Gender Differences of Lipid profile in type 2 Diabetes Mellitus

Chowta, Mukta N and Adhikari, Prabha and *, Rajeshwari S and Chowta, Nithyananda K and Shenoy, Ashok K and *, John T. Ramapuram and Rao, Satish (2012) Gender Differences of Lipid profile in type 2 Diabetes Mellitus. Journal of Medical Science & Clinical Ressearch, 2 (2). pp. 25-33.

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Diabetes mellitus increases the risk of CHD in women to a greater extent than in men. The stronger effect of type 2 diabetes on the risk of CHD in women compared with men was in part explained by atherogenic dyslipidemia in diabetic women. Aims:- To evaluate the effect of gender on fasting lipid profile in type 2 diabetic patients and also to study the prevalence of dyslipidaemia in our population. Settings and Design:- Tertiary care hospitals, Prospective cross sectional study Methods and Material:- Type 2 diabetic patients who were attending outpatient department were included in the study. Patient population included both males and females above the age of 18 years. Patients with recently done fasting lipid profile reports were included in the study. Demographic characteristics collected include age, gender, body weight, height and duration of diabetes. Information regarding antidiabetic medication and lipid lowering agents were also recorded. Laboratory parameters collected include fasting total cholesterol, LDL cholesterol, HDL cholesterol, triglycerides, fasting blood glucose, and glycosylated haemoglobin and serum creatinine. Statistical analysis used:- Independent student‘t’ test was used to compare quantitative data in groups and chi square test was used to compare the categorical data. Pearson correlation coefficient was used to determine the correlation between quantitative data. Results:- A total of 348 patients were included in the study. Among them 190 were males (54.6%) and 158 were females (45.4%). There were statistically significant gender differences in the mean cholesterol, LDL cholesterol and HDL cholesterol. Chi square analysis for gender-wise distribution of dyslipidaemia showed statistical significance for hypercholesterolemia and elevated HDL cholesterol. Number of patients with hypertriglyceredemia and elevated LDL cholesterol was also more in females, but the difference was statistically not significant. There was significant positive correlation of total cholesterol, LDL cholesterol and triglycerides with glycosylated haemoglobin, fasting blood glucose. Conclusions:- Most of the lipid abnormalities are higher in diabetic females. Females at the age group of 40-60 years are at increased risk of dyslipidaemia. LDL cholesterol level above target in combination with an HDL cholesterol level below target level are the most prevalent dyslipidaemia encountered where as hypertriglyceridemia is infrequent.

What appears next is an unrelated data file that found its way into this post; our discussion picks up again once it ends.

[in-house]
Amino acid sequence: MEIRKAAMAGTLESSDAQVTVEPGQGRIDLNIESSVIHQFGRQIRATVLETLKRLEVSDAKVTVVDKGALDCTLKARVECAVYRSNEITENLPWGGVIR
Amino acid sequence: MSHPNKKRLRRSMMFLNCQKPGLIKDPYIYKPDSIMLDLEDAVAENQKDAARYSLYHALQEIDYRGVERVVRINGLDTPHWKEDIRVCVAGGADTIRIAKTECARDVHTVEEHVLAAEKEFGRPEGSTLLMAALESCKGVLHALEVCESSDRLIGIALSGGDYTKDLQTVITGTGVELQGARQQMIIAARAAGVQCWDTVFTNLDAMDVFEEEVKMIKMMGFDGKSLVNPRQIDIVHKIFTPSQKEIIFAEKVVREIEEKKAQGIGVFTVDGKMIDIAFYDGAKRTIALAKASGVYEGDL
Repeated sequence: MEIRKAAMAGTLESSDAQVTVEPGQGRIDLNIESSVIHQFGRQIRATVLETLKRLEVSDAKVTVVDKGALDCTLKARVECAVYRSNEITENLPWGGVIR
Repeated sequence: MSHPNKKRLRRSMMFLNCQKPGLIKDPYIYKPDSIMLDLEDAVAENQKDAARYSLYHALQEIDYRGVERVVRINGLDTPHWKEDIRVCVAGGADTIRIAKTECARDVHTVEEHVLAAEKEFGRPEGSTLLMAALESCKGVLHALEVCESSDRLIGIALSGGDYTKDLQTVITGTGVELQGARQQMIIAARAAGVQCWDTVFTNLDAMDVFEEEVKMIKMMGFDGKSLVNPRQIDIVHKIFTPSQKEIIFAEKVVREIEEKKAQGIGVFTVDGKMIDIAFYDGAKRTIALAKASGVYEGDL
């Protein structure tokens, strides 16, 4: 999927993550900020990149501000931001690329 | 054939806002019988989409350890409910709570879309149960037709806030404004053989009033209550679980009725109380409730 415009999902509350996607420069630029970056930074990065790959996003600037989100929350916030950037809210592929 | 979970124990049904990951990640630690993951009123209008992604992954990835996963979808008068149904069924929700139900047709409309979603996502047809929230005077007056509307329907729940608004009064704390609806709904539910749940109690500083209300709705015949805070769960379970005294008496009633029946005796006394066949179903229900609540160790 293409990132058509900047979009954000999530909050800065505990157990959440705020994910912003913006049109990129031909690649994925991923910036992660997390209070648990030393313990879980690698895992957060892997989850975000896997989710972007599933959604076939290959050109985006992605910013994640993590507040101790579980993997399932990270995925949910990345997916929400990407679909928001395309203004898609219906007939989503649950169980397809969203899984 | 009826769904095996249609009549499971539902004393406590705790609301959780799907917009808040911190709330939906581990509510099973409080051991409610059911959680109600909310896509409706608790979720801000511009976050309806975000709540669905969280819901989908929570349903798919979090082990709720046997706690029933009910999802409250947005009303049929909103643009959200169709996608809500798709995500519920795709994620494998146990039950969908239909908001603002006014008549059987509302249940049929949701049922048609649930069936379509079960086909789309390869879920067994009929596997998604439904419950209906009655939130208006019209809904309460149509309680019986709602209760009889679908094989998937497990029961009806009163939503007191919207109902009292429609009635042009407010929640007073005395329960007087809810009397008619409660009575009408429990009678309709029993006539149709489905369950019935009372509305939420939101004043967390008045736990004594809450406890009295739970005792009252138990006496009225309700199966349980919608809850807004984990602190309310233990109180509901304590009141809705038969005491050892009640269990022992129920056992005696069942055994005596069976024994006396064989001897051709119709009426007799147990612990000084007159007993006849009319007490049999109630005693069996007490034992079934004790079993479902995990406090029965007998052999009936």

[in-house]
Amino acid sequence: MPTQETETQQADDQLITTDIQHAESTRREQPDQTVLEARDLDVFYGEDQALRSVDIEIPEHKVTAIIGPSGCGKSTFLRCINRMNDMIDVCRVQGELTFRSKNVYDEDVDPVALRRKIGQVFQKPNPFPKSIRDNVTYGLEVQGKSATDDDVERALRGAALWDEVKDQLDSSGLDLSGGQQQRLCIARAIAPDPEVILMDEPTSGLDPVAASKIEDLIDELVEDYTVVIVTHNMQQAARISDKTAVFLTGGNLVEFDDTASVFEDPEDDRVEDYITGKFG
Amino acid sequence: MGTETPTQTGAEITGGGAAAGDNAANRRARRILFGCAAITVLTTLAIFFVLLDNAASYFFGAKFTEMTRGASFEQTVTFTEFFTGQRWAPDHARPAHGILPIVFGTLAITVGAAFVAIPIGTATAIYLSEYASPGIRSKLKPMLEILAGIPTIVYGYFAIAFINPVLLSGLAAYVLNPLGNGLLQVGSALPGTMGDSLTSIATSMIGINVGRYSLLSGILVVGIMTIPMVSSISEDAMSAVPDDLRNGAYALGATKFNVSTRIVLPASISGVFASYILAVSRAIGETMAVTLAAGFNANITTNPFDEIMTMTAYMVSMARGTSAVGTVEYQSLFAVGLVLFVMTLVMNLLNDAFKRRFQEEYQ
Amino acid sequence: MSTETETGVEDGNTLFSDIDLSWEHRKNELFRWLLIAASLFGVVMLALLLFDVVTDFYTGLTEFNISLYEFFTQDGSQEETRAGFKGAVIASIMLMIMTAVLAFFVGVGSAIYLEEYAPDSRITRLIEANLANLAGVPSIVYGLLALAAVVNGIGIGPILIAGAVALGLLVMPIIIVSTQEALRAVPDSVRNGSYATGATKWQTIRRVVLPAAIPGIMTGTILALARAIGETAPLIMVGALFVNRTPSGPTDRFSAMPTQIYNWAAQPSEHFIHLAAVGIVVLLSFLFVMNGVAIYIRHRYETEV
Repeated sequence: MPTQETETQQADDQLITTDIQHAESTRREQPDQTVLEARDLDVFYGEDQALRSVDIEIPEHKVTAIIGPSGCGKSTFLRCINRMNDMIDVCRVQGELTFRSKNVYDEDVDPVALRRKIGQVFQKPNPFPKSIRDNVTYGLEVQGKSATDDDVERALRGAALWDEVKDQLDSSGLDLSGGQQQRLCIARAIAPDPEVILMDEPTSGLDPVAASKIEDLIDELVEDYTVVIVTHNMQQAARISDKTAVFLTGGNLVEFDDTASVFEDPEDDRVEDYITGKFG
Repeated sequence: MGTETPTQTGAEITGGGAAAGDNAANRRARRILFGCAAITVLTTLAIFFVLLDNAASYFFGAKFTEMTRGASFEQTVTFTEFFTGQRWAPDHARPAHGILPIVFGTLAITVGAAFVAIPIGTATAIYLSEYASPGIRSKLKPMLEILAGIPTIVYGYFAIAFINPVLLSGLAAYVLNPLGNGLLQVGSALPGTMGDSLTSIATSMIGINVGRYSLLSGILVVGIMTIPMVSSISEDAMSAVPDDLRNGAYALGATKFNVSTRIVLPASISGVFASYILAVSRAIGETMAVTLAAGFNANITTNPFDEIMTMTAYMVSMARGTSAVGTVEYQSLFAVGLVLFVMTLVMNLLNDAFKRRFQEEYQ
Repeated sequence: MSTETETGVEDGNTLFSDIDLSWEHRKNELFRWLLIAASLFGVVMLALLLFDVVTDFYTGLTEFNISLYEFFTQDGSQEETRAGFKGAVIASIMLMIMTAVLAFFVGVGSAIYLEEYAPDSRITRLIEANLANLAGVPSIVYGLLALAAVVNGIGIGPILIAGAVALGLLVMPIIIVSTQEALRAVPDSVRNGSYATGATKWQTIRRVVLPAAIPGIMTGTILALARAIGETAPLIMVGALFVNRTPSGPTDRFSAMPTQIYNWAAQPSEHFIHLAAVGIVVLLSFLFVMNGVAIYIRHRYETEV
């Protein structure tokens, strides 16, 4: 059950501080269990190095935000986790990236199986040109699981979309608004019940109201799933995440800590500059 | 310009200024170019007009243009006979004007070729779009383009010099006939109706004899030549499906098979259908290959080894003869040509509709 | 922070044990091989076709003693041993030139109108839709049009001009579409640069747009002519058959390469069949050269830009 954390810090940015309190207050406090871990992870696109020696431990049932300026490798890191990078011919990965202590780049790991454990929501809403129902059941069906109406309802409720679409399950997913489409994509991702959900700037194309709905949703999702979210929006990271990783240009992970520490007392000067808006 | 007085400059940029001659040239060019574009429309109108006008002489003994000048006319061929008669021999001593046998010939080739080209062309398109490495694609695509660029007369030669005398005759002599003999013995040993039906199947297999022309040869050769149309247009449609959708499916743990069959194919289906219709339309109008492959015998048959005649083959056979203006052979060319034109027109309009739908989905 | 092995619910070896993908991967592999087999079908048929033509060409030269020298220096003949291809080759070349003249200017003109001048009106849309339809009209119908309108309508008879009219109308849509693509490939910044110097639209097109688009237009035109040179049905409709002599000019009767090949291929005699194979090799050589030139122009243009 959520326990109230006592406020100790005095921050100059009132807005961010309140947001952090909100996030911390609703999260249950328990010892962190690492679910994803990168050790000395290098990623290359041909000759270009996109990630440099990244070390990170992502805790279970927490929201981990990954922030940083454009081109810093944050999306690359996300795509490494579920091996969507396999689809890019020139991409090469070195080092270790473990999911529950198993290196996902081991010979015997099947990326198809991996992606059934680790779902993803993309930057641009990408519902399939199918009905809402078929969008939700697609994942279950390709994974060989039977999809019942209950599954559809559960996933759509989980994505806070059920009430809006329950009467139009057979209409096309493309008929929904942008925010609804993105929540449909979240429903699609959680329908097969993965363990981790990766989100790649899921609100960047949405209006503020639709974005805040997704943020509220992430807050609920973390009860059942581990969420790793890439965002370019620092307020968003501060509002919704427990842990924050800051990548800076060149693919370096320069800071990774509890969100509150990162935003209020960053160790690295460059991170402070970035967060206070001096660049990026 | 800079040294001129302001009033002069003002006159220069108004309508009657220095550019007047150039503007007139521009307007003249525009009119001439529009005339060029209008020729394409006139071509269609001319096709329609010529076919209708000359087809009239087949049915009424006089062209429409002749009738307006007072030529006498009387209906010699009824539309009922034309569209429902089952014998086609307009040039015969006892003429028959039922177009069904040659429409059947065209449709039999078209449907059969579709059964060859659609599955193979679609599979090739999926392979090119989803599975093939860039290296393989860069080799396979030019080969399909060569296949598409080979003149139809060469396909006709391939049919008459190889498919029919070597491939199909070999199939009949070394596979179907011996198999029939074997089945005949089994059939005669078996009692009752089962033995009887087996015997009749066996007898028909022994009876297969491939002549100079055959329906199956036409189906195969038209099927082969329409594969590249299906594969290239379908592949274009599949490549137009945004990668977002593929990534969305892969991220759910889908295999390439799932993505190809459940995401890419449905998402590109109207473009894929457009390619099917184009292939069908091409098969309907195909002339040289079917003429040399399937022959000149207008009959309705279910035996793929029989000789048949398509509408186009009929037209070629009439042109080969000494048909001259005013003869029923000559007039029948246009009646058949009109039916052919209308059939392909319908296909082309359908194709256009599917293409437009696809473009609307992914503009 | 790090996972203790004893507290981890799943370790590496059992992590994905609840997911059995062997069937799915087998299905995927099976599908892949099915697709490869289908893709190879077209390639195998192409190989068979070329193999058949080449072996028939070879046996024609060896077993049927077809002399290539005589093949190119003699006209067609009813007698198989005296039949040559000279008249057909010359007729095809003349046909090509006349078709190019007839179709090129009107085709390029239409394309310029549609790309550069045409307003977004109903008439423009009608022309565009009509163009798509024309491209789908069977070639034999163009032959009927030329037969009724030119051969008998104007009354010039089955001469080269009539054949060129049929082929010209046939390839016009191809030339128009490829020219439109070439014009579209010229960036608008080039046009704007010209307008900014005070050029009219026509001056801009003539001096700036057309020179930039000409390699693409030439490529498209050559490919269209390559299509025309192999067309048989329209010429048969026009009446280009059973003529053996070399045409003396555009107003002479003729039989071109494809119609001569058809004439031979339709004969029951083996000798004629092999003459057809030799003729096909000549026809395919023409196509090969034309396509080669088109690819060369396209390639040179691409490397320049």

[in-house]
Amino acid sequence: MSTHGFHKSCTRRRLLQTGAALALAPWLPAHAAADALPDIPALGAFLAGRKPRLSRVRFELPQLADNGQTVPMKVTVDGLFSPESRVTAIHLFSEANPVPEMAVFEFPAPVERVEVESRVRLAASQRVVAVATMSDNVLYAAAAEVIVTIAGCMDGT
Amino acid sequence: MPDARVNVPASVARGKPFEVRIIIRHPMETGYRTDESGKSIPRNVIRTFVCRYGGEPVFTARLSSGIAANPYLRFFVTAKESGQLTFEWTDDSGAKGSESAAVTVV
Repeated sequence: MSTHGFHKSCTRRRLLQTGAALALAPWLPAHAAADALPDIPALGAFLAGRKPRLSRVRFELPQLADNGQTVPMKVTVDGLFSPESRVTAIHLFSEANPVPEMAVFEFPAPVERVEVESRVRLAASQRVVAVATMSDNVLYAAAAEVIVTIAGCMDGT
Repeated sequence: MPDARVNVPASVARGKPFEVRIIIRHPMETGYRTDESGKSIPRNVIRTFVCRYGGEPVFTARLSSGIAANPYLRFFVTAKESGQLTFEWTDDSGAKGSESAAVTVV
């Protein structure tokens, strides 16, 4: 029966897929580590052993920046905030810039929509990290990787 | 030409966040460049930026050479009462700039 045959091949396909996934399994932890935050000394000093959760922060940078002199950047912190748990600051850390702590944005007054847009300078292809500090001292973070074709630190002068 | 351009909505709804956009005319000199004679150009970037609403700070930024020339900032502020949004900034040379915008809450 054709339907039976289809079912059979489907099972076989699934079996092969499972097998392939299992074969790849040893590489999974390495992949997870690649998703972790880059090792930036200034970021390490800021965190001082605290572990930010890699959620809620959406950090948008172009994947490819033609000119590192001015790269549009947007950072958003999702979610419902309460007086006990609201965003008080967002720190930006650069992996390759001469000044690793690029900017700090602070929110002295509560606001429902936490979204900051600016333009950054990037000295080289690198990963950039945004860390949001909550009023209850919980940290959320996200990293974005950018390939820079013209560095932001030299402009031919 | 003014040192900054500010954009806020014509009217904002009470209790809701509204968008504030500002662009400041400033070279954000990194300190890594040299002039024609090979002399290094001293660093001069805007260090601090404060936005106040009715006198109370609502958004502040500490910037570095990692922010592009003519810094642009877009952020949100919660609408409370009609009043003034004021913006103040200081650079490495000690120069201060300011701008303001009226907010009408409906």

Item Type: Article
Uncontrolled Keywords: Cholesterol, diabetes mellitus, gender difference.
Subjects: Medicine > KMC Mangalore > Pharmacology
Depositing User: KMCMLR User
Date Deposited: 25 May 2012 07:03
Last Modified: 25 May 2012 07:03

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